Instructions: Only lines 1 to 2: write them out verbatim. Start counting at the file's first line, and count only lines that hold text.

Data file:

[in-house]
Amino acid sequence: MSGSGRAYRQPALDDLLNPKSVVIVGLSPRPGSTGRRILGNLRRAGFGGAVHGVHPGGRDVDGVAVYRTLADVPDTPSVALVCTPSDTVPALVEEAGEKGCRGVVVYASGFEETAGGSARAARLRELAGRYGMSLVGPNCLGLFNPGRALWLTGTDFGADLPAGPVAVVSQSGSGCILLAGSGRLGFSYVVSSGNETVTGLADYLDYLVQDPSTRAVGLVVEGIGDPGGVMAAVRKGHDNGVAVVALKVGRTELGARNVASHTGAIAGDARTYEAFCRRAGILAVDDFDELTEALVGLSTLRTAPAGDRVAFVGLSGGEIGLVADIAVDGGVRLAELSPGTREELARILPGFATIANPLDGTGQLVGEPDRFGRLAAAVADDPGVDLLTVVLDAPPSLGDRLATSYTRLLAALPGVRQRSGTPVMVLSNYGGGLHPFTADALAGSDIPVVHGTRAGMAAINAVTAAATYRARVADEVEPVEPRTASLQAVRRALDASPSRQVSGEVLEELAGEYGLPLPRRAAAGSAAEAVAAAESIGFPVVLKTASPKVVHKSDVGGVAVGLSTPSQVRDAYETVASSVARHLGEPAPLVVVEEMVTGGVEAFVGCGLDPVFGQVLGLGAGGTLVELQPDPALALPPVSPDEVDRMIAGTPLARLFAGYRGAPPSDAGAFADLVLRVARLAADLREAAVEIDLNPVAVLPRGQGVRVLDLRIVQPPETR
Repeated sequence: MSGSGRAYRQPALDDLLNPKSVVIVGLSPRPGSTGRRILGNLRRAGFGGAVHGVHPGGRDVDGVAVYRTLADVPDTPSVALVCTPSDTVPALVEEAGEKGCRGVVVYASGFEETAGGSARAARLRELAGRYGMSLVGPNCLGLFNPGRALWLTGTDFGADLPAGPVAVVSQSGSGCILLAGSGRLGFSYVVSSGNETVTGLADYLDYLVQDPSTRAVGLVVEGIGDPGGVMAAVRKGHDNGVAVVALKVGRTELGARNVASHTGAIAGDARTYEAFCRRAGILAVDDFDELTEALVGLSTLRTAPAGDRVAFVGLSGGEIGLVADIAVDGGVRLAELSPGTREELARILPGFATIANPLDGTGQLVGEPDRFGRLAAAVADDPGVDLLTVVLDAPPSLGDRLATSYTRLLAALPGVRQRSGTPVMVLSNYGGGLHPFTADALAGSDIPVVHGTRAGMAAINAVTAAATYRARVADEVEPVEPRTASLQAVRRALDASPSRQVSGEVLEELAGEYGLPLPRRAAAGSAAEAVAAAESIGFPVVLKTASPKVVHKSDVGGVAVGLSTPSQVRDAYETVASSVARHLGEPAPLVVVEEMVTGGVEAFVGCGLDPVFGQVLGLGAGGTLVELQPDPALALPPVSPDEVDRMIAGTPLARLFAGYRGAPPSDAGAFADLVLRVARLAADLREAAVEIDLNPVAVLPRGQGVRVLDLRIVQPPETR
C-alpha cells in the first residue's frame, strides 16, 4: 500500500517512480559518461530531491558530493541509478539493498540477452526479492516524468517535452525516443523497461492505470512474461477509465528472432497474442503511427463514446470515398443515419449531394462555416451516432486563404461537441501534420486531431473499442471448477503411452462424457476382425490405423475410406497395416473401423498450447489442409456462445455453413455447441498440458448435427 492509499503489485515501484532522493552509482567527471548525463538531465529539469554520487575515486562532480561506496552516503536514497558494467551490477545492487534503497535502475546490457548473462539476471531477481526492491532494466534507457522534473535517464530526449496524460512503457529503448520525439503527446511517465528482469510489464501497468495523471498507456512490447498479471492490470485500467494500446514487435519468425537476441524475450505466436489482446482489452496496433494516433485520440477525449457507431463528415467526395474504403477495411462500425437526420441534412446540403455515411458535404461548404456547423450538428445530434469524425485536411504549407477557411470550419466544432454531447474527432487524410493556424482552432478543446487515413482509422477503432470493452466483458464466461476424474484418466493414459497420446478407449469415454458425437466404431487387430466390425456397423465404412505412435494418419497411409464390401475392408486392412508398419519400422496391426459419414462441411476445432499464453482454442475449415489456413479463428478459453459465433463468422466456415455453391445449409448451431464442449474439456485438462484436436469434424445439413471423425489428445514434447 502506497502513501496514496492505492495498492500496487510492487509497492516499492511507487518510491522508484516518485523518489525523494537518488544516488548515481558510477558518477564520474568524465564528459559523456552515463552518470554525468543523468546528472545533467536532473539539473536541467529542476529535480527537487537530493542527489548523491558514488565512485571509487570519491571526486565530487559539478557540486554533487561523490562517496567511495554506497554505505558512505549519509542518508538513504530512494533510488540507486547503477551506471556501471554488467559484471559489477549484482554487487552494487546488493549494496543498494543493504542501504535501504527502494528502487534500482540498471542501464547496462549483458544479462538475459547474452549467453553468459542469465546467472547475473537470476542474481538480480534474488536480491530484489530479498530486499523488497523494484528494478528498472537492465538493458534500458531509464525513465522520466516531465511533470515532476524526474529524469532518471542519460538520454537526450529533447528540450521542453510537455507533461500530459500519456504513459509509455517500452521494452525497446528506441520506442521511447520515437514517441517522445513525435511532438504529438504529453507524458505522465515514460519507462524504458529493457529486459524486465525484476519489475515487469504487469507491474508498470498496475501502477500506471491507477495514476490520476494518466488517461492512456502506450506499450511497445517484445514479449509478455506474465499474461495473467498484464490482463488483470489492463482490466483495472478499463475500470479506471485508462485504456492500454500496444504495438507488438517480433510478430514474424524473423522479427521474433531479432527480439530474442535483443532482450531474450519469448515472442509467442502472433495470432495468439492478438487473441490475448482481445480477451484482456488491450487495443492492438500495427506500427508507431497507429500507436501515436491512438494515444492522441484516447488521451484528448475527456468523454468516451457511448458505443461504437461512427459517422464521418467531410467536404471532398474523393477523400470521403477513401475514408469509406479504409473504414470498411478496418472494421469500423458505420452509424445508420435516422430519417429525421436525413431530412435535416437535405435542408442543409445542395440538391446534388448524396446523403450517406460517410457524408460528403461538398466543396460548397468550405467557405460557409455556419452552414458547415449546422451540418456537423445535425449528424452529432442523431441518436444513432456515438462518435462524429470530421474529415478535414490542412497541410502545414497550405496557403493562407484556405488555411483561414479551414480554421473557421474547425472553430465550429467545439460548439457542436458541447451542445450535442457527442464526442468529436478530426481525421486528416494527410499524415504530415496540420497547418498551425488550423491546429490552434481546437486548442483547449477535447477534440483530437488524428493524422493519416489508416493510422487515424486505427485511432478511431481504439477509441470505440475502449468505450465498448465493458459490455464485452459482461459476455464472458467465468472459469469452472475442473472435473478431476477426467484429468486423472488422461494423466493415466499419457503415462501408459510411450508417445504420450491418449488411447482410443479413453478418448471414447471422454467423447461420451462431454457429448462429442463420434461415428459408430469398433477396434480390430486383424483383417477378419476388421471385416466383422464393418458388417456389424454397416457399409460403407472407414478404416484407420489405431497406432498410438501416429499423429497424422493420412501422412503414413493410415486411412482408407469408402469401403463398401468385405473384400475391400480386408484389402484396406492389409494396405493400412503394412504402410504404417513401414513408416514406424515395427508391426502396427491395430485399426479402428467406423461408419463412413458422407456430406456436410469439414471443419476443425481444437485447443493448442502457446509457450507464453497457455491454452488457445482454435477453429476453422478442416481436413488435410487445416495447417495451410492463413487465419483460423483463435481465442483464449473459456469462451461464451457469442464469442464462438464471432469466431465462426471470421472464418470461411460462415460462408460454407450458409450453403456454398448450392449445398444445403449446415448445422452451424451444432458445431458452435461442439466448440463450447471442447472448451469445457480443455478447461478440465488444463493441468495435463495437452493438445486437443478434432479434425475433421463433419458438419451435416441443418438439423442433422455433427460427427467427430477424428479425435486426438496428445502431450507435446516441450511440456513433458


[in-house]
Amino acid sequence: MSGSGRAYRQPALDDLLNPKSVVIVGLSPRPGSTGRRILGNLRRAGFGGAVHGVHPGGRDVDGVAVYRTLADVPDTPSVALVCTPSDTVPALVEEAGEKGCRGVVVYASGFEETAGGSARAARLRELAGRYGMSLVGPNCLGLFNPGRALWLTGTDFGADLPAGPVAVVSQSGSGCILLAGSGRLGFSYVVSSGNETVTGLADYLDYLVQDPSTRAVGLVVEGIGDPGGVMAAVRKGHDNGVAVVALKVGRTELGARNVASHTGAIAGDARTYEAFCRRAGILAVDDFDELTEALVGLSTLRTAPAGDRVAFVGLSGGEIGLVADIAVDGGVRLAELSPGTREELARILPGFATIANPLDGTGQLVGEPDRFGRLAAAVADDPGVDLLTVVLDAPPSLGDRLATSYTRLLAALPGVRQRSGTPVMVLSNYGGGLHPFTADALAGSDIPVVHGTRAGMAAINAVTAAATYRARVADEVEPVEPRTASLQAVRRALDASPSRQVSGEVLEELAGEYGLPLPRRAAAGSAAEAVAAAESIGFPVVLKTASPKVVHKSDVGGVAVGLSTPSQVRDAYETVASSVARHLGEPAPLVVVEEMVTGGVEAFVGCGLDPVFGQVLGLGAGGTLVELQPDPALALPPVSPDEVDRMIAGTPLARLFAGYRGAPPSDAGAFADLVLRVARLAADLREAAVEIDLNPVAVLPRGQGVRVLDLRIVQPPETR